2. Tax-deferred investment growth

Contributions made to an RESP can accumulate and grow tax free over the life of the plan. When you withdraw money to pay education-related expenses, only the additional earnings and grant portions of the plan are taxable. Because the child will likely be reporting a low level of income while attending school, the amount of tax they can expect to pay should be minimal.

If you want to know more, we’ve put together a simple explanation of what RESPs are all about.

Registered Retirement Income Fund (RRIF)

Registered Retirement Income Funds (RRIFs) are simply a continuation of your RRSPs. The only difference is that you must withdraw a minimum legislated amount of money each year.

The value of your retirement income fund and how long it will last depends on:
    • The investments you choose
    • How they perform
    • How much you withdraw each year

The latest possible date to convert an RRSP to a retirement income fund is December 31st of the year you turn 71. At The Co-operators, the minimum opening deposit for an income account is $10,000. You’ll enjoy drawing a steady income while continuing to accumulate interest and investment gains while deferring taxes on the invested portion.

Estimate your payments with our RRIF calculator.  

Locked-in retirement income funds can differ by province, plan type, and withdrawal limits. Along with potential estate value in the event of premature death, the flexibility of withdrawal amounts and investment options have made retirement income funds a popular choice.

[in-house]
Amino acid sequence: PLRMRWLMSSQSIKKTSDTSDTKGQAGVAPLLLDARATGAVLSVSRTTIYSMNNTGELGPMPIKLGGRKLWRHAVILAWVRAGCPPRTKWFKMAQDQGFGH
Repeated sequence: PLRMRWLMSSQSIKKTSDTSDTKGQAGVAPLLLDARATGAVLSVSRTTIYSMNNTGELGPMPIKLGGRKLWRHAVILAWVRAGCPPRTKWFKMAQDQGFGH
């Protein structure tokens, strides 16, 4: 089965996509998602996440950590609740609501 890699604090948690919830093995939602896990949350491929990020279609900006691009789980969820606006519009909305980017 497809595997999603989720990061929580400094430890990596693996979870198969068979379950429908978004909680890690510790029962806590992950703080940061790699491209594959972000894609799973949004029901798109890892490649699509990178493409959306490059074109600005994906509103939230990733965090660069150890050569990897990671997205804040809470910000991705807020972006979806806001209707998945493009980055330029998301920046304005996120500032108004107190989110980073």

While RRIFs are by far the most popular, we also offer other options for retirement income funds if you have specific needs that a RRIF can’t fulfill. Ask your Co-operators Financial Advisor for more details.

Life Income Fund (LIF)

A Life Income Fund is similar to a RRIF, except it’s specifically designed for locked-in pension funds. LIFs are only available in certain provinces for those with Locked-In RRSPs, Locked-in Retirement Accounts (LIRAs), Registered Pension Plans (RPPs) and Locked-in Retirement Income Funds (LRIFs).

Annuities

An annuity is an alternative for those who want guaranteed payments for their lifetime. An annuity will pay you a set amount per month based on a plan that we design together. We offer various types of annuities to fit your lifestyle.

 

Non-registered investments

A non-registered plan is an account that holds investments, which are taxable to you on an annual basis. If you're saving for a vacation, a wedding or any other short-term goal, a non-registered plan is an excellent choice. It's also a great way to increase your retirement savings if you’ve reached your RRSP contribution limit.

Although a non-registered plan does not offer the same tax advantages as an RRSP or TFSA, many benefits make a non-registered plan worth considering:

  • Fewer restrictions. Age limits, contribution amounts, and withdrawals are more flexible.
  • Collateral. Unlike funds in an RRSP, funds in a non-registered plan can be used as collateral for obtaining loans.
  • Tax deductible. If you borrow to invest in a non-registered plan, the interest you pay on the borrowed funds is usually tax deductible.